As an aspiring screenwriter, I've struggled with two aspects of the craft most, why do some characters engage us and other don't? Once you have your catalyst and act breaks, where do you go from there? Eric Edson's book is an invaluable solution to get you through the "fog" of figuring these things out for your story. While most screenwriting books only concentrate on the act breaks, Eric covers this and also guides you through everything that happens in between. Learning and knowing these steps really frees one up to concentrate on the story they actually want to tell. In addition, Eric demonstrates character traits all compelling characters exhibit, a great asset to keep your audience or reader engaged in your story. While many screenwriting books give you a compass of sorts, Eric provides a map that will help you avoid the swamps and pitfalls of the dreaded second act. In addition, he'll help you build your protagonist in a way that will keep him/her in the audience's hearts. I had the privilege of learning from some of Eric's graduate classes and The Story Solution in book form is the next best thing. With both classic and contemporary examples to illustrate the solution, I heartily recommend this book for any writer's tool box.

Whether you're a novice, or seasoned professional, "The Story Solution: 23 Actions All Great Heroes Must Take" is a must have in your arsenal. Easy to understand, full of examples, and guidance from an established juggernaut in the industry. I highly recommend this, this treasure.


Mr Edson theory about screenplay structure is one of the most important tools every screenplay writer should know, very simple to understand. I bought his book and watched all his YOUTUBE Film Courage virtual classes and personal interviews; he is one of the best teachers I have ever had.

Really opened up the inner workings of narrative storytelling—I’m hooked. Now, I’m off to work with this little volume laying open while I type!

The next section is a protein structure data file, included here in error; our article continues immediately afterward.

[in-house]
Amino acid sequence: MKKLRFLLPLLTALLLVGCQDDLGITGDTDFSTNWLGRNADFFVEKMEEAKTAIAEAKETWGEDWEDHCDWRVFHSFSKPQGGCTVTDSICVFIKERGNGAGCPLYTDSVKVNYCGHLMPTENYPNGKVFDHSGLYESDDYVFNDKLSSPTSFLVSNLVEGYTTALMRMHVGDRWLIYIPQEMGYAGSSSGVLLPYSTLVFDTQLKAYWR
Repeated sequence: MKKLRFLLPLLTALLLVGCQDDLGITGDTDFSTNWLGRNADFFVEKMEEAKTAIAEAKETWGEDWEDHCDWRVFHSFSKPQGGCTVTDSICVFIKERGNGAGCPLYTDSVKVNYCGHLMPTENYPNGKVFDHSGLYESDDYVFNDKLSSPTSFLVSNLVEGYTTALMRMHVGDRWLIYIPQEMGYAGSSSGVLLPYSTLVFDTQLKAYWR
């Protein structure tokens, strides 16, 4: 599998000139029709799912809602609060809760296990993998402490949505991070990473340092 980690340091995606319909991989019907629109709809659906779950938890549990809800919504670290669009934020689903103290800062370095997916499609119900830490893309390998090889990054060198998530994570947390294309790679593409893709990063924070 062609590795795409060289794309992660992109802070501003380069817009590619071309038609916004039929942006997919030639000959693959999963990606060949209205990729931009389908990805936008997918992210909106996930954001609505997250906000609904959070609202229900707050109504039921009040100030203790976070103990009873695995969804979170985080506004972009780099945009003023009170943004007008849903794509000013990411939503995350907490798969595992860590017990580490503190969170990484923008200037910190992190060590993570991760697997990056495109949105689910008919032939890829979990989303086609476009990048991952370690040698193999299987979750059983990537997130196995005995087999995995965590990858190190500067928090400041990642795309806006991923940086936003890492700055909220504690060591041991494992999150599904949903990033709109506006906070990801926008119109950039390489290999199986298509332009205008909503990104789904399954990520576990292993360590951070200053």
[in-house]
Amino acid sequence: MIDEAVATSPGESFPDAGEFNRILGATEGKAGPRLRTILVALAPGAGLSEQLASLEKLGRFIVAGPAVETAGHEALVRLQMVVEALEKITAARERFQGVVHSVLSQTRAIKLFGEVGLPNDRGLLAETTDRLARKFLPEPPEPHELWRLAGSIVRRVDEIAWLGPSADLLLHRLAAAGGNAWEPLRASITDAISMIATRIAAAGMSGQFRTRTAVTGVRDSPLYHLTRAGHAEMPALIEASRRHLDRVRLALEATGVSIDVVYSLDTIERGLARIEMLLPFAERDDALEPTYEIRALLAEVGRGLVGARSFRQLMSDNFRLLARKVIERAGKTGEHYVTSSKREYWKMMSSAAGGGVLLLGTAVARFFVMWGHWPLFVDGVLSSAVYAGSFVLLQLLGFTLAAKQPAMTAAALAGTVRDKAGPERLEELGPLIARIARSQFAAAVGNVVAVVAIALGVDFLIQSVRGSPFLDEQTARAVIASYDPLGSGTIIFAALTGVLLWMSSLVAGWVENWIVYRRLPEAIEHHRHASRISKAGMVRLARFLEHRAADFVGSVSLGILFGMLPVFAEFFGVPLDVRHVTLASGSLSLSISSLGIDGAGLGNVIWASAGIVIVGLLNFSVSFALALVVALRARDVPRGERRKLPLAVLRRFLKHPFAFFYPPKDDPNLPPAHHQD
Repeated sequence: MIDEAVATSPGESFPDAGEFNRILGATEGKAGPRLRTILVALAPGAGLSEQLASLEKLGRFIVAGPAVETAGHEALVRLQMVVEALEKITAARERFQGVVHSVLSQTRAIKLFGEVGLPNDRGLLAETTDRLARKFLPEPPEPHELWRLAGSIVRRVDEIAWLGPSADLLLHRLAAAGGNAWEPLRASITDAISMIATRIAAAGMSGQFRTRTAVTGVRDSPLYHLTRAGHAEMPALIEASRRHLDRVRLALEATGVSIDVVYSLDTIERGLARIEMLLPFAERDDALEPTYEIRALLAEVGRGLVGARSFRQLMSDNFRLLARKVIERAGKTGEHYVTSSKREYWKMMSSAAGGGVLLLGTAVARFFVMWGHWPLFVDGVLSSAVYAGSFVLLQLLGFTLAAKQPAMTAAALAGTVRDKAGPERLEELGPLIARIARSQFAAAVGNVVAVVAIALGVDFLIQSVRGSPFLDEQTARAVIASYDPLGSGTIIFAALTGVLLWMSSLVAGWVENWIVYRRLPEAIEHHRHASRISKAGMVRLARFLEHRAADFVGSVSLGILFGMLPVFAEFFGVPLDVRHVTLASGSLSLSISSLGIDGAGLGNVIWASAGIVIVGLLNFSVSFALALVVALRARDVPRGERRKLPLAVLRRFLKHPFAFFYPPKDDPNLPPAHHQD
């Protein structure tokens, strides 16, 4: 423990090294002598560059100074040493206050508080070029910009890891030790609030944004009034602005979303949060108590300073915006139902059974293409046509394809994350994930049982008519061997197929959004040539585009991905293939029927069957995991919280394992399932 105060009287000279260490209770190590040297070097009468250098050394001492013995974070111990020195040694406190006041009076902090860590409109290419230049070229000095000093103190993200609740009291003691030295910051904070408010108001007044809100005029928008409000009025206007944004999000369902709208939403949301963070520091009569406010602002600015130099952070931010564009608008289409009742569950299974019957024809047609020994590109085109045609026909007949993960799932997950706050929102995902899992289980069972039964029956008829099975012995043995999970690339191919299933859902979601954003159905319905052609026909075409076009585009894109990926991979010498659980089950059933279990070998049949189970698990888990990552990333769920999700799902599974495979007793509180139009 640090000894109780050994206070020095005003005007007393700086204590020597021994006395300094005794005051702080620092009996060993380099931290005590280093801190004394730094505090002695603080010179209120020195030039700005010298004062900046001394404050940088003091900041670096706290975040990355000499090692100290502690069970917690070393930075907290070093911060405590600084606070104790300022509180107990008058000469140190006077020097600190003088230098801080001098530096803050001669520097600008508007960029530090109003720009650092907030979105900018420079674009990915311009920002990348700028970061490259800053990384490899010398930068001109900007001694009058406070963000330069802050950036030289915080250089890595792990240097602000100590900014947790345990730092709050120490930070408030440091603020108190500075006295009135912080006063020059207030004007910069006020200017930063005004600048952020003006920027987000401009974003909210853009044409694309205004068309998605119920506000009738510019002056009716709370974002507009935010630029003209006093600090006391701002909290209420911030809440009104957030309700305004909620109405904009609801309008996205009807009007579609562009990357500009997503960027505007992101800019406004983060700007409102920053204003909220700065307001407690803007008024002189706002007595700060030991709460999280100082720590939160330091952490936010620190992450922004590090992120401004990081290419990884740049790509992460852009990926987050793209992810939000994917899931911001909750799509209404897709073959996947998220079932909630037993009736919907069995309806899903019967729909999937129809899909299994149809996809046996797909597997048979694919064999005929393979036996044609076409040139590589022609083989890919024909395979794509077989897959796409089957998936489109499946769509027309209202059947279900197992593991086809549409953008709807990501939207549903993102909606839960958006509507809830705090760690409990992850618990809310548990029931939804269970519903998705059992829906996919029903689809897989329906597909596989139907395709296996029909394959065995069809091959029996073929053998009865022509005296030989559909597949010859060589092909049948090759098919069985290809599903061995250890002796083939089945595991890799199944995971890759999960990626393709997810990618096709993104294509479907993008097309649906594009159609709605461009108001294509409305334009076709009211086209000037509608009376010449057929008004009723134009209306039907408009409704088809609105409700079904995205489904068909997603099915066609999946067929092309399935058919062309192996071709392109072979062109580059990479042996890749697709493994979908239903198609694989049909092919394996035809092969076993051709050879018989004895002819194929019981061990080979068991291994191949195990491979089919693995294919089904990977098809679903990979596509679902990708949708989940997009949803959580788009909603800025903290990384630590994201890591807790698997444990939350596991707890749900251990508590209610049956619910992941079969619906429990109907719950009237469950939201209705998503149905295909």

This is a book about plotting a decent story, specifically a screenplay (although the technique works equally well with any sort of story). Part One: Laying the Foundation gives the aspiring writer pointers on how to create a sympathetic hero, how to evoke emotions in your audience, and how to create a dynamic story with believable conflict. Part Two: Creating your Characters covers creating characters based on powerful mythic archetypes and writing dialogue that is integral to advancing your story. These first two sections of the book are full of helpful advice. But the next two sections are the real meat of the book: Part Three: Building Story Structure and Part Four: The Power of Hero Goal Sequences. Part Three covers Basic Screen Story Structure and The Character Growth Arc and Part Four covers The Power of Hero Goal Sequences in great detail - in amount of pages Part Four takes up about half the book. Yes, some of the stuff on basic structure has been said before in other books on plotting and screenwriting. But rarely so clearly and what sets "The Story Solution" apart from others is the amount of detail and the number of examples that Mr Edson uses to illustrate his points. For example, Chapter 14 takes the movie "Up" and breaks it down into the Hero Goal Sequences so the student can clearly see all the mechanics at work. Also the way each of the Hero Goal Sequences is broken down into the kind of events that might happen in each and why, with at least two examples from film scripts for each point. For the student this is pure gold. Didn't get the point after one example? Here's another. Can't see how it all fits together? Check out the movie plan of "Up" at the end of the book broken down into its component parts. The student is not left feeling stupid because she can't work out what the author means because Eric Edson doesn't just make a statement without backing it up. He doesn't assume you'll get it - he first tells you the point then shows it to you in action. Like another reviewer elsewhere I was irritated by the registered trademark symbol that occurred after every instance of the phrase "Hero Goal Sequences". It distracted me and was unnecessary. But that was a small thing compared to the usefulness of the book as a whole. Eric Edson knows his stuff and, what's more to the point, is great at communicating that to an audience. I recommend this book highly for anyone who wants to become a better writer.

Extremely helpful, in all regards and at all stages.